The federal Conservatives announced a cross-country immigration policy tour on Wednesday amid a fiery internal party debate about diversity in Canada, sparked by their own MP and former leadership candidate Maxime Bernier.
Speaking to reporters in Ottawa, Tory immigration critic Michelle Rempel and Treasury Board critic Gérard Deltell said their party would embark on the “Pathway to Canada Tour" in the fall to consult with Canadians on their immigration principles and policy ideas. The announcement comes ahead of this week’s Conservative convention in Halifax, where the caucus will grapple with how to handle Mr. Bernier’s recent attack on the party leadership.
In a tweet on Wednesday, Mr. Bernier accused his Conservative caucus colleagues of telling him to “shut up” after his recent Twitter tirade criticizing the Liberal government’s high immigration levels, “cult of diversity” and “extreme multiculturalism.” “Great example of strong leadership!” he tweeted sarcastically, without directly naming Conservative Leader Andrew Scheer.
Speaking to reporters in Ottawa on Wednesday, Ms. Rempel said Mr. Bernier has never raised his concerns with her as immigration critic. She declined to say whether she would support expelling Mr. Bernier from the Conservative caucus, rather encouraging him to participate in the party’s continuing policy discussions.
“Max has never come to talk to me about immigration,” Ms. Rempel said. “My colleague has a choice to make. Does he want Andrew Scheer to win [the next election] or Justin Trudeau to win?”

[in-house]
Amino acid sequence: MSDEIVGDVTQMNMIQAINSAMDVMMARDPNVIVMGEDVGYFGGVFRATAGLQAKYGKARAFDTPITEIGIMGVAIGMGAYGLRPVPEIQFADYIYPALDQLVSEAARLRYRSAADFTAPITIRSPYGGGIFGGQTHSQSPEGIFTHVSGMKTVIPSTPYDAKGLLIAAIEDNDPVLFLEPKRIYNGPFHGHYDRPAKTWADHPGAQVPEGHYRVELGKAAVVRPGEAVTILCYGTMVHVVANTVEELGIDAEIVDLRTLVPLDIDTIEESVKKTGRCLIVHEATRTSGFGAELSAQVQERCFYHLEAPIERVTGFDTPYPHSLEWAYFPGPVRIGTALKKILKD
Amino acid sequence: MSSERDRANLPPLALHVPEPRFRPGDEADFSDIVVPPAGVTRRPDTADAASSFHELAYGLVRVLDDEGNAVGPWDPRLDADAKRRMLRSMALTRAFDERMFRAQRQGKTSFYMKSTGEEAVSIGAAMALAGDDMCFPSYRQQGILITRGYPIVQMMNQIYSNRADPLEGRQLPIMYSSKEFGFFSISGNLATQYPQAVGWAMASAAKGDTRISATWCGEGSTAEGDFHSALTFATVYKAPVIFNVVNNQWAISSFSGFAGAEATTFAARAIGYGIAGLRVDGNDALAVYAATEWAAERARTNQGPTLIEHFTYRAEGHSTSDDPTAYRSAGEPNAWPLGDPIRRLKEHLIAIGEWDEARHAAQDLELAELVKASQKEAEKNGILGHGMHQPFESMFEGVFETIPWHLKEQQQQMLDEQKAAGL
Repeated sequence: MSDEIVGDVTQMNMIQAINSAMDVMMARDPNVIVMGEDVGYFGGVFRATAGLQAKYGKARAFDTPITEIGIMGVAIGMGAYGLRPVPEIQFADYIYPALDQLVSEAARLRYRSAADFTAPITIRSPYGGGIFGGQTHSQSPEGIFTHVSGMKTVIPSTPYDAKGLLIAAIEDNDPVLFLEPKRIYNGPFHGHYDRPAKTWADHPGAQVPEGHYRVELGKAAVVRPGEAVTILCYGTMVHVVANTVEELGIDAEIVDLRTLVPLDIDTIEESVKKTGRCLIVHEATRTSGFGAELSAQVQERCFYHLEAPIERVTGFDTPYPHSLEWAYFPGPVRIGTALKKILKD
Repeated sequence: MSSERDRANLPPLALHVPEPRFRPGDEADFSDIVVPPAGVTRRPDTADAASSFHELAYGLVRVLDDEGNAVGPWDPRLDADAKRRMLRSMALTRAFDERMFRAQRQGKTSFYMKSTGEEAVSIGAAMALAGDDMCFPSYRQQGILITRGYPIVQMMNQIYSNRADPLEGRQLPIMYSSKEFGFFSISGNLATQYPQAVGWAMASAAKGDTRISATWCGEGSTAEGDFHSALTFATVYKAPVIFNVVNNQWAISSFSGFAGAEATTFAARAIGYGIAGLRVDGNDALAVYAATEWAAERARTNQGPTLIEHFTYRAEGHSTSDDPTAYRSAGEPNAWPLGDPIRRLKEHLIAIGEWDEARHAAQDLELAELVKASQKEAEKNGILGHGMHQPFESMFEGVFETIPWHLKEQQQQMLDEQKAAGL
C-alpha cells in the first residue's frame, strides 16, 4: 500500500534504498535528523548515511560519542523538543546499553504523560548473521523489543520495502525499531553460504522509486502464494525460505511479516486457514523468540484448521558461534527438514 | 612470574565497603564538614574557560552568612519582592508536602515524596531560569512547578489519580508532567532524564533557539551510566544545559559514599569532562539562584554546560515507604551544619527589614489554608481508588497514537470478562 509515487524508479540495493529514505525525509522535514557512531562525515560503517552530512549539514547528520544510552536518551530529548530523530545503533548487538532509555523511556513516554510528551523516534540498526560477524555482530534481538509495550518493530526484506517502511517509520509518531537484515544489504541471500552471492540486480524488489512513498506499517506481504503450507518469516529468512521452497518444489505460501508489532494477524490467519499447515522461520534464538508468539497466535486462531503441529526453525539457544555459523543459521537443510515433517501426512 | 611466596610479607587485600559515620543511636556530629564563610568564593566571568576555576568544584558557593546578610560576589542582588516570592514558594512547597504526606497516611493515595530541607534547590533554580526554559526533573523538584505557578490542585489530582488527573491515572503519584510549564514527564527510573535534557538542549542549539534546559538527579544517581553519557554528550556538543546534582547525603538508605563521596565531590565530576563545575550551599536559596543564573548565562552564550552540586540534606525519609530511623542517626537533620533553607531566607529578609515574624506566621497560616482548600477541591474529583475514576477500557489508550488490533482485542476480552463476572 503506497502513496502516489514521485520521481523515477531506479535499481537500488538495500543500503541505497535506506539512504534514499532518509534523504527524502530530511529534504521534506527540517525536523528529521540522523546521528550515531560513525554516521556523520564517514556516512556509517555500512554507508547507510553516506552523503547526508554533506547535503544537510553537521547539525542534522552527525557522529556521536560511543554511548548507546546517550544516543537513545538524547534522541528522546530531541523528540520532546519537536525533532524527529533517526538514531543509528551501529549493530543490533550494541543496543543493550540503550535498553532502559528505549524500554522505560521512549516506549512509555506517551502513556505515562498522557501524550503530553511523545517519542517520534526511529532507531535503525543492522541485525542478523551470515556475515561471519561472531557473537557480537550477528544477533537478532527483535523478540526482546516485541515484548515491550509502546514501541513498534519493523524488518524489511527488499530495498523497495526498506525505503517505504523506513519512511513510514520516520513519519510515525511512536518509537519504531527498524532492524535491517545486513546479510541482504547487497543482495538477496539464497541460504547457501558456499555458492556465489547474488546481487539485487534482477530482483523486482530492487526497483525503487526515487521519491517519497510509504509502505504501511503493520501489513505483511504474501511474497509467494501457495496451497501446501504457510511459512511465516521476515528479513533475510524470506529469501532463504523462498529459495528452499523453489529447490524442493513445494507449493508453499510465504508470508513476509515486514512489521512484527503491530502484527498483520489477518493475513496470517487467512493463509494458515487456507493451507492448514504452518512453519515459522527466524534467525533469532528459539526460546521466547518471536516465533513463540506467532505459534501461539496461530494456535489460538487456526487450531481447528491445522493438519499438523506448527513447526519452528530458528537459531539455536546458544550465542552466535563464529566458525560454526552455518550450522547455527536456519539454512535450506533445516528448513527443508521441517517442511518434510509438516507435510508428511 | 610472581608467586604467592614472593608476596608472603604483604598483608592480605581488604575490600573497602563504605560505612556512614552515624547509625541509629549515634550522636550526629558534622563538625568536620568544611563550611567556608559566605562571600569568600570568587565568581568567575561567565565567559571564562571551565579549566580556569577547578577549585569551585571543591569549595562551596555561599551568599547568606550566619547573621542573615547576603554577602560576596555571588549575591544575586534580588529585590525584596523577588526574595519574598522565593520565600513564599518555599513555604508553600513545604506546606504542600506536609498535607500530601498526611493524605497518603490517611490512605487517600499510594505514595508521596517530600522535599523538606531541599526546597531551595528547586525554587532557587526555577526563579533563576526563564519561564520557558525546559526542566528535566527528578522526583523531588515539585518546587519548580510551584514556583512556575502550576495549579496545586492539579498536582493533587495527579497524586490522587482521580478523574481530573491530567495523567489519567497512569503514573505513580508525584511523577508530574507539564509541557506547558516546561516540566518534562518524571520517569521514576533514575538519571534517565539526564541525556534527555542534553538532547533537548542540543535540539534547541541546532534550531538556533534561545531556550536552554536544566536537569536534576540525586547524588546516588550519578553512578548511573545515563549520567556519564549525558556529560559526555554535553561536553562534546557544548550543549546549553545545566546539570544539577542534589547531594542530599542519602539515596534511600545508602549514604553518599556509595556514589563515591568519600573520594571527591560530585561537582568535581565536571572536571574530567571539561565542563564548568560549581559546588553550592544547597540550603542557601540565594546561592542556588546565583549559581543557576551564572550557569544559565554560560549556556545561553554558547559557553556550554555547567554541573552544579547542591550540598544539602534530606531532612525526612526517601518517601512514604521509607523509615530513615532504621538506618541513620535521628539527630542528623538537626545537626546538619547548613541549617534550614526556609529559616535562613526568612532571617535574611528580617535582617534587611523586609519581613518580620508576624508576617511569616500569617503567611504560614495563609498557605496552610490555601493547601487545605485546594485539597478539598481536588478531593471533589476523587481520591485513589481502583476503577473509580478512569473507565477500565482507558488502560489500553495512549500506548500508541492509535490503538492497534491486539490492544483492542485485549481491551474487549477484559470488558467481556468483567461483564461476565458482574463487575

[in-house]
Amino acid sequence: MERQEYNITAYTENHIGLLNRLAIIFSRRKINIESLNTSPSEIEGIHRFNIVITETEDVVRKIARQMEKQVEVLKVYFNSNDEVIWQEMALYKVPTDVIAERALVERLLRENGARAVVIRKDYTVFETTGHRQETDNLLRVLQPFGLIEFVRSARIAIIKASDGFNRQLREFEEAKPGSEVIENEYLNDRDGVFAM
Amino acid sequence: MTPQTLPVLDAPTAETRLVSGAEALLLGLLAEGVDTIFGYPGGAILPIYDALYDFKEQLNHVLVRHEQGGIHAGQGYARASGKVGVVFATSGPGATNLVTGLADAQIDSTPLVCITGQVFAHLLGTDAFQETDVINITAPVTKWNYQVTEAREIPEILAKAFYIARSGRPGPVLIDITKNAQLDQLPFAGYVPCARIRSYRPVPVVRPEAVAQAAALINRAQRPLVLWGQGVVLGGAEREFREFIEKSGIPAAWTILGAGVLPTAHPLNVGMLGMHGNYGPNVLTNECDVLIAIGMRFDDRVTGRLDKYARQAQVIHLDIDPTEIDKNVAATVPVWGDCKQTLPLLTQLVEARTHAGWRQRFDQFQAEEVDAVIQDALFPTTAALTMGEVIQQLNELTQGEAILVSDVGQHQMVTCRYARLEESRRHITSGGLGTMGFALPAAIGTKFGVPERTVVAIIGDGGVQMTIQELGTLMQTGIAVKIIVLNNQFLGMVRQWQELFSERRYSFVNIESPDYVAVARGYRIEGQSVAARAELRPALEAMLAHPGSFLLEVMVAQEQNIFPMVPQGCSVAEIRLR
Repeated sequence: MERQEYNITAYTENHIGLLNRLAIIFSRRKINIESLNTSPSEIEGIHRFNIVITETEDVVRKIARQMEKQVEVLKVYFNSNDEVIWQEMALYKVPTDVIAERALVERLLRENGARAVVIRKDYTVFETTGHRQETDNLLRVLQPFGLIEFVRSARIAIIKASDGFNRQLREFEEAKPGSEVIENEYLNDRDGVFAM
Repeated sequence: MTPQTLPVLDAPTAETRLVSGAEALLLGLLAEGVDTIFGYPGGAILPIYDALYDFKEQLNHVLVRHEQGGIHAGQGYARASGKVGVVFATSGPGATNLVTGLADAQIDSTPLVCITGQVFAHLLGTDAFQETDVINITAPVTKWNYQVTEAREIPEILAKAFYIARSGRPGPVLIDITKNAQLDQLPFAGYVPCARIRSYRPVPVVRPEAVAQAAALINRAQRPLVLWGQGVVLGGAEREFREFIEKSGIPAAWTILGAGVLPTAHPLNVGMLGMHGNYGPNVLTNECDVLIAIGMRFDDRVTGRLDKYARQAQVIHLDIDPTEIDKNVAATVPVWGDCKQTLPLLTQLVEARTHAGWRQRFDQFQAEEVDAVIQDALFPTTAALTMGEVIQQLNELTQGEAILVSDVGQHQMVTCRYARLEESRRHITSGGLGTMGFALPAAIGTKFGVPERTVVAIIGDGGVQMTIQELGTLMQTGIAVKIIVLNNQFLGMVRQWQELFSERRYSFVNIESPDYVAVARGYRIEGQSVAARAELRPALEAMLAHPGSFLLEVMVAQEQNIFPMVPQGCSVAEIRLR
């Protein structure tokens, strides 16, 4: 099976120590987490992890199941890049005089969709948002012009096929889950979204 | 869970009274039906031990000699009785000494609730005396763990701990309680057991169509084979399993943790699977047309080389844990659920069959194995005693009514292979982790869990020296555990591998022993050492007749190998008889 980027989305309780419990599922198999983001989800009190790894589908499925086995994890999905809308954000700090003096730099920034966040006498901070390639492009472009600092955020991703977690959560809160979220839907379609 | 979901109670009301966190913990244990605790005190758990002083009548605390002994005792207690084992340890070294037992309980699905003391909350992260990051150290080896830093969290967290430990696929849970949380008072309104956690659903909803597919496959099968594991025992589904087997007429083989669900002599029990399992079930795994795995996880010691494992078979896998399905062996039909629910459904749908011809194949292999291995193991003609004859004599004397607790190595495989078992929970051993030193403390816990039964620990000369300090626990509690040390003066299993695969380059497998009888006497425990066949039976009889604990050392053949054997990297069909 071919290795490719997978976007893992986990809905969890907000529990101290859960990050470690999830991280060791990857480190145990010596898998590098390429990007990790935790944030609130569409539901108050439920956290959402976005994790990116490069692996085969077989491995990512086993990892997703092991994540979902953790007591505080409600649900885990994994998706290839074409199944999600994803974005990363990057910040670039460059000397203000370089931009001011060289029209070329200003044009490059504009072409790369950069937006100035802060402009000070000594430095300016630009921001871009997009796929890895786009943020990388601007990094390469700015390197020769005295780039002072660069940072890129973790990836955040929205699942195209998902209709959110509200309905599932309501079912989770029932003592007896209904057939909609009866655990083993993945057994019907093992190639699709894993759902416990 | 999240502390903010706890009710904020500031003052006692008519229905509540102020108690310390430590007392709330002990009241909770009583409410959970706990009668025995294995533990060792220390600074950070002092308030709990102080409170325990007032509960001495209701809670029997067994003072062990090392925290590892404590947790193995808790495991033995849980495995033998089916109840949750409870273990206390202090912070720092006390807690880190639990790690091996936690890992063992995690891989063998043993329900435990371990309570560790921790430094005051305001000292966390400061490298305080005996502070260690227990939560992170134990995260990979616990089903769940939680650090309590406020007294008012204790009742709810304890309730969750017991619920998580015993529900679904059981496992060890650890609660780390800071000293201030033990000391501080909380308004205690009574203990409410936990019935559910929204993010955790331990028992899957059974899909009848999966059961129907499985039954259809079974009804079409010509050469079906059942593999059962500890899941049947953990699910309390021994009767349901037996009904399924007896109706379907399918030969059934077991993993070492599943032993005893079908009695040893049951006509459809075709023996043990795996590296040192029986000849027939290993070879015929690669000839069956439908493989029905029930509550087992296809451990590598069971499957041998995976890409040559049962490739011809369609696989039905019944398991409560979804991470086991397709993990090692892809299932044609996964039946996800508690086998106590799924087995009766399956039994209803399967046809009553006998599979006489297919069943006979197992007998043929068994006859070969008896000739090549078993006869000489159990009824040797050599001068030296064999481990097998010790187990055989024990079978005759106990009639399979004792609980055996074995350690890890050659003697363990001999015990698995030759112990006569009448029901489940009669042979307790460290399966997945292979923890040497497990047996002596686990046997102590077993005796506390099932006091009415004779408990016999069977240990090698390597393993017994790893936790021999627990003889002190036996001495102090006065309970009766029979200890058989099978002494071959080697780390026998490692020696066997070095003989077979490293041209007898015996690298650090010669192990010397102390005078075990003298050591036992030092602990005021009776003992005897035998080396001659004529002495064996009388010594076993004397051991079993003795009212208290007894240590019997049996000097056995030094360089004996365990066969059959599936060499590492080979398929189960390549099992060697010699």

The Conservative critics also faced repeated questions about Mr. Scheer’s recent defence of a woman with ties to the far-right group Storm Alliance.
The woman, identified by La Presse Canadienne as Diane Blain, heckled Prime Minister Justin Trudeau last week in Sabrevois, Que. where she asked him about the cost of the recent surge in asylum seekers along the Canada-U.S. border. She used the term “Québécois de souche,” which means white French Quebeckers, prompting Mr. Trudeau to respond in French, “Your racism has no place here."
In a tweet on Monday, Mr. Scheer accused the Prime Minister of dismissing legitimate questions about his government’s border policy with “vile personal insults." While Ms. Rempel said that she doesn’t support language that fails to maintain Canada’s pluralism, she defended the premise of the woman’s question.
“In that moment, she was asking a question that many, many people in Quebec, including the leader of their government, have been asking," Ms. Rempel said on Wednesday.
“Questions around budgets and [immigration] levels and support and integration are reasonable questions in the context of Canadian pluralism.”
During Wednesday’s news conference, Ms. Rempel tried to keep the focus on the Conservatives’ countrywide feedback tour. The tour will seek input from stakeholders on a number of immigration-policy proposals, including the closure of a loophole in a border agreement with the United States that requires Canada to take in asylum seekers who cross between official ports of entry.
“A Conservative government led by Andrew Scheer would oversee an immigration system that is fair, orderly and compassionate," Ms. Rempel said.
When asked about the Conservative policy tour at a cabinet retreat in Nanaimo, B.C., Immigration Minister Ahmed Hussen quipped that it might be best to first see what Maxime Bernier thinks of it.
“They have finally figured out that in order to reach a good immigration policy, they need to talk to Canadians,” Mr. Hussen told reporters. “We’ve been doing that for the last three years,” he said, noting he has done three such tours.
He said long wait times and huge backlogs are among the features that have typified Conservative management of immigration in Canada.
“I haven’t seen anything today that convinces me they have changed the channel on that.”